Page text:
Edinburgh International Book Festival: Highlights
Seamus Heaney, Michael Morpurgo, Irvine Welsh and Nile Rodgers amongst top names to chew the literary fat
This article is from 2012.
At Charlotte Street Danny Wallace will unleash his same-named debut novel
The Nobel prizewinner is in town for what will be an undoubted highlight of the month (if not the year) as he chews some literary fat with Karl Miller and Andrew O’Hagan.
3-18 Aug, 6.30pm, £10 (£8).
The ex-Children’s Laureate will be discussing the experience of witnessing the transformation of his books from the small page to the big screen.
3-17 Aug, 5pm, £4.50.
Dave Gorman’s former director of operations unleashes his debut novel on Charlotte Square. Rather conveniently entitled Charlotte Street. What are the chances?
3-18 Aug, 8.30pm, £10 (£8).
For fans of Spud, Renton and co (can anyone be an actual fan of Begbie?), the publication of Skagboys is the book event of the year.
3-18 Aug, 9.30pm, £10 (£8).
Harking back to the legendary 1962 gathering, a host of top names discuss the same questions that were debated 50 years ago.
Various dates and times.
The man who changed the face of pop (c/o his tunesmithery with Chic and Sister Sledge and producer duties with a who’s who of modern music) drops in for some chat about his memoir, Le Freak.
3-19 Aug, 9.30pm, £10 (£8).
He’s only gone and been dubbed by Salman Rushdie as ‘brilliant’ and by Clive James as ‘enchantingly witty’ so why wouldn’t you want to spend time with this Israeli writer?
3-16 Aug, 7pm, £7 (£5); 17 Aug, 7pm (£10 (£8).
Meet the creator of Ray Bhullar, the documentary-maker who sees the different sides of Indian life in a potent novel, The Village.
3-16 Aug, 3pm, £7 (£5).
Chic - Everybody Dance
Sister Sledge - We Are Family
This article is from 2012.
Masterclass with Nathan Englander & Etgar Keret: The Story Remains The Same
Etgar Keret’s Suddenly, a Knock on the Door is an ingenious and original collection of stories. Originally written in Hebrew, the stories’ translators included the author Nathan Englander whose own short story collection What We Talk About When We Talk About Anne Frank is published this year. In this special event they…
Anjali Joseph & Nikita Lalwani: Writing Without Boundaries
Anjali Joseph joined us last year to discuss her multi-award-winning debut Saraswati Park. She returns with Another Country, a beautifully-observed novel which follows Leela on a journey through love and youth in Paris, London and Bombay. Nikita Lalwani’s The Village is a gripping modern morality tale set in India in…
Kevin Barry & Etgar Keret: Elevating The Short Form To Fresh Heights
Kevin Barry’s Dark Lies the Island is a collection of tales about a teenage goth on a terror mission, criminal OAPs, real-ale enthusiasts and occult weirdness in the backwoods. Etgar Keret’s Suddenly, a Knock on The Door is his first set of stories in a decade and offers absurdity, humour, longing and compassion, through…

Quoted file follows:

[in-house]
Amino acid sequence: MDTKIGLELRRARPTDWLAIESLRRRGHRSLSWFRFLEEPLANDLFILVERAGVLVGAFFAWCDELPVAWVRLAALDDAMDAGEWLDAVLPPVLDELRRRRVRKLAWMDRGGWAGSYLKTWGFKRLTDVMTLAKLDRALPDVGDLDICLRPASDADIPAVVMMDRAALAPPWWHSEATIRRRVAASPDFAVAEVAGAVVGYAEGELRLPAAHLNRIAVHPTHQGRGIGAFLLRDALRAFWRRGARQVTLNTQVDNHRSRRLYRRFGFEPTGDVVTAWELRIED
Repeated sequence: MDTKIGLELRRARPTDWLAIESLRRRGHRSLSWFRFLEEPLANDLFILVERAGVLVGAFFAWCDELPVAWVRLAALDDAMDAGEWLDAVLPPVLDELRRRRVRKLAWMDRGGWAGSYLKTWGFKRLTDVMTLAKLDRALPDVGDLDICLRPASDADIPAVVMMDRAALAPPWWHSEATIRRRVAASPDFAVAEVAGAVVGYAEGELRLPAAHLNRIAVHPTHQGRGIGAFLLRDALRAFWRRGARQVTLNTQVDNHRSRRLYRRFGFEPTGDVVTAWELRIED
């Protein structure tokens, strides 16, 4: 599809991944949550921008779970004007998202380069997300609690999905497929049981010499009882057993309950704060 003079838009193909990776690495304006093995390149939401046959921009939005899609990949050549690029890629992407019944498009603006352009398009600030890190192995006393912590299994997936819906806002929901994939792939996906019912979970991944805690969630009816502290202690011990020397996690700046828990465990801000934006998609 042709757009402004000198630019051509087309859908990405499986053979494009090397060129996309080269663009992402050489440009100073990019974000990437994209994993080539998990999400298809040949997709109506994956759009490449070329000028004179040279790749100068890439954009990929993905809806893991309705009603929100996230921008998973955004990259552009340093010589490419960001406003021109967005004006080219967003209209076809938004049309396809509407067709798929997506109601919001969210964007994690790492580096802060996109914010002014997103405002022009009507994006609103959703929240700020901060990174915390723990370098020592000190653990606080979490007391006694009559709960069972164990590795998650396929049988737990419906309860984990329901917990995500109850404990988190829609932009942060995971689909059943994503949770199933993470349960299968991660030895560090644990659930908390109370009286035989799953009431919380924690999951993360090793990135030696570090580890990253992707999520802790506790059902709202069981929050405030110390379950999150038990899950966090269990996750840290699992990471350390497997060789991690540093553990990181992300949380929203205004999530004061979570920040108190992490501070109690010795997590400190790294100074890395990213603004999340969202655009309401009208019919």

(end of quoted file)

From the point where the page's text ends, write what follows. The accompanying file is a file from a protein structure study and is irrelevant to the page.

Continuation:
Nile Rodgers: The Man Who Brought Us Disco
He may be best known for the disco hit Le Freak but Nile Rodgers’ influence on pop music has been so very much greater than that. Rodgers wrote and produced classics such as 'Like a Virgin' for Madonna, 'We Are Family' for Sister Sledge and David Bowie’s bestselling album Let’s Dance. He’s worked with Mick Jagger, Bob…
It’s been a crazy couple of years for Michael Morpurgo, following the success on stage and screen of his acclaimed novel War Horse. Come and hear Michael talk about his life, his work, Oscars and Spielberg. He also discusses Private Peaceful, the latest of his novels to be adapted and the process involved. Afterwards, you…
Irvine Welsh: Sunshine And Dark Days On Leith
Irvine Welsh’s Trainspotting trilogy is completed by a prequel, Skagboys, which shows us how Renton, Spud, Sick Boy and Begbie all hopped aboard the slow train to disaster. In Thatcher’s 1980s, there appears to be no room for our Leith boys. Poverty, AIDS, violence, political strife and hatred are never far from the…
Seamus Heaney, Karl Miller & Andrew O'Hagan: Friends Reunited
Karl Miller was literary critic of the Spectator and the New Statesman before launching the London Review of Books in 1979. His passion for the countryside recently led to a series of journeys through Scotland, Wales and Ireland with his friends, the poet Seamus Heaney and the novelist Andrew O'Hagan. Today they reunite…
Danny Wallace: Tayside Jester With Movie-friendly Debut
In his non-fiction work, he’s tried to start a new country and helped a comedy friend find as many of his namesakes as possible. Now Dundee-born Danny Wallace brings us his debut fiction, Charlotte Street, in which a man becomes obsessed with the images inside a discarded disposable camera. Does that sound filmic? It…
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